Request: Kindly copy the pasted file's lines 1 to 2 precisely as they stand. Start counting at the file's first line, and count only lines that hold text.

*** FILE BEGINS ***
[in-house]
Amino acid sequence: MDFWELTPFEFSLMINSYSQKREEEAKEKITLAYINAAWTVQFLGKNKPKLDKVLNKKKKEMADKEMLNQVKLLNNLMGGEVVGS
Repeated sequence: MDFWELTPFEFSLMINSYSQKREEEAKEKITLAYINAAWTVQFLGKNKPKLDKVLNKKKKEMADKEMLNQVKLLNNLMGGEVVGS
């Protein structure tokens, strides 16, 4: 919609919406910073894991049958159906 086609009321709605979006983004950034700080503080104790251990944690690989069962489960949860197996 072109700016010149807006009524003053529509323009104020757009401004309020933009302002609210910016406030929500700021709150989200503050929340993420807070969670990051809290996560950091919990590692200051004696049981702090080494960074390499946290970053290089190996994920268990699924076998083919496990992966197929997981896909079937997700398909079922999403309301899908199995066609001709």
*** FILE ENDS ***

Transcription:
[in-house]
Amino acid sequence: MDFWELTPFEFSLMINSYSQKREEEAKEKITLAYINAAWTVQFLGKNKPKLDKVLNKKKKEMADKEMLNQVKLLNNLMGGEVVGS